Bio: Dr. Katharine K. Wilkinson is a consultant at the Boston Consulting Group, where she specializes in behavior change, and the author of Between God & Green: How Evangelicals Are Cultivating a Middle Ground on Climate Change (OUP 2012). Her research, writing, and public speaking explore the intersection of sustainability, meaning, leadership, and the public square, aimed at fostering engagement on environmental issues. A Rhodes Scholar and two-time Udall Scholar, Wilkinson holds a DPhil in environmental studies from Oxford and a BA in religion from Sewanee: The University of the South.
Dr. Wilkinson’s extensive experience in sustainability includes work for the Natural Resources Defense Council, consulting on strategic communications and stakeholder engagement, and teaching environmental social science and humanities at Oxford. An Atlanta native whose heart is often atop the Cumberland Plateau, Wilkinson is actively involved in equestrian sports, the Posse Foundation, the Outdoor Academy, and the Rhodes Trust.
Episode Summary: What is faith-based environmentalism, and how might it transform the sterile political divides around American climate politics? Katharine and Jisung talk about the recent rise of “Evangelical Climate Care” and how religious leaders have been complementing the “what” of science and policy with the “so what” of religious beliefs and values, around the historically very contentious issue of climate change.
About the Book: Between God and Green
Drawing on extensive focus group and textual research and interviews, Between God & Green explores the phenomenon of climate care, from its historical roots and theological grounding to its visionary leaders and advocacy initiatives. Wilkinson examines the movement’s reception within the broader evangelical community, from pew to pulpit. She shows that by engaging with climate change as a matter of private faith and public life, leaders of the movement challenge traditional boundaries of the evangelical agenda, partisan politics, and established alliances and hostilities. These leaders view sea-level rise as a moral calamity, lobby for legislation written on both sides of the aisle, and partner with atheist scientists.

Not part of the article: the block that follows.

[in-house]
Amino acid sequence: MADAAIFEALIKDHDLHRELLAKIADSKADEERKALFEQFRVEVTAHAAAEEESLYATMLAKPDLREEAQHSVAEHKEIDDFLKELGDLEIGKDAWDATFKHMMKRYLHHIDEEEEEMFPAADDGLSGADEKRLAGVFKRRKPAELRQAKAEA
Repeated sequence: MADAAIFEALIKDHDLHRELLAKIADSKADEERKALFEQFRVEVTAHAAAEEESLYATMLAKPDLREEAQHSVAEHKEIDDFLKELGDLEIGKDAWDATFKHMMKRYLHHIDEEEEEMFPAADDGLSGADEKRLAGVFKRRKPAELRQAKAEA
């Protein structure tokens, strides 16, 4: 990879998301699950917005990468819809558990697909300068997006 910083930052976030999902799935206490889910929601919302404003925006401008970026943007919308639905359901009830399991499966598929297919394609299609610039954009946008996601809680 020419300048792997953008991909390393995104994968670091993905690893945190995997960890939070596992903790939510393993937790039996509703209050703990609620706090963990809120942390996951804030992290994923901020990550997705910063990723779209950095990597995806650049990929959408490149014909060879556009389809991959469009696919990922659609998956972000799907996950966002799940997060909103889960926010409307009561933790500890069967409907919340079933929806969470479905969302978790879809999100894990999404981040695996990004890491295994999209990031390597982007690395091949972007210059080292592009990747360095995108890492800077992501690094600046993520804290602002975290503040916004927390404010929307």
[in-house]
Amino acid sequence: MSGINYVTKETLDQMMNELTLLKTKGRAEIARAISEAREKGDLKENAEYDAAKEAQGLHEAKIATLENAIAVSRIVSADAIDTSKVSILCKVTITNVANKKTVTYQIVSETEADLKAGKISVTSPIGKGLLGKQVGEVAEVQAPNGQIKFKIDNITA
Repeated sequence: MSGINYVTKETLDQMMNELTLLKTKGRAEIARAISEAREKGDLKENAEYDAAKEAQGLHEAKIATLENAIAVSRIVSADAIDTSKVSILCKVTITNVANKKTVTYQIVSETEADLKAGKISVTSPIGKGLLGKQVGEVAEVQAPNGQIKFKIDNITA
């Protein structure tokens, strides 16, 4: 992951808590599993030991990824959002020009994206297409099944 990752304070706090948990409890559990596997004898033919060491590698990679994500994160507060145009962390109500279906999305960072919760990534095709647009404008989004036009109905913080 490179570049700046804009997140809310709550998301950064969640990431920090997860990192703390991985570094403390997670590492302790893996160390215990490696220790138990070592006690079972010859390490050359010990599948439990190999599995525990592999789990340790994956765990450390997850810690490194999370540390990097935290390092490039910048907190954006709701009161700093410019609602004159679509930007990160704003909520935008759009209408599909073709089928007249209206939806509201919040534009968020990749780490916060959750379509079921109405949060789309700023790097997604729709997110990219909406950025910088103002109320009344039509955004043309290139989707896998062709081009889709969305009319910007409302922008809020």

Wilkinson reveals how evangelical environmentalists are reshaping not only the landscape of American climate action, but the contours of their own religious community. Though the movement faces complex challenges, climate care leaders continue to leverage evangelicalism’s size, dominance, cultural position, ethical resources, and mechanisms of communication to further their cause to bridge God and green.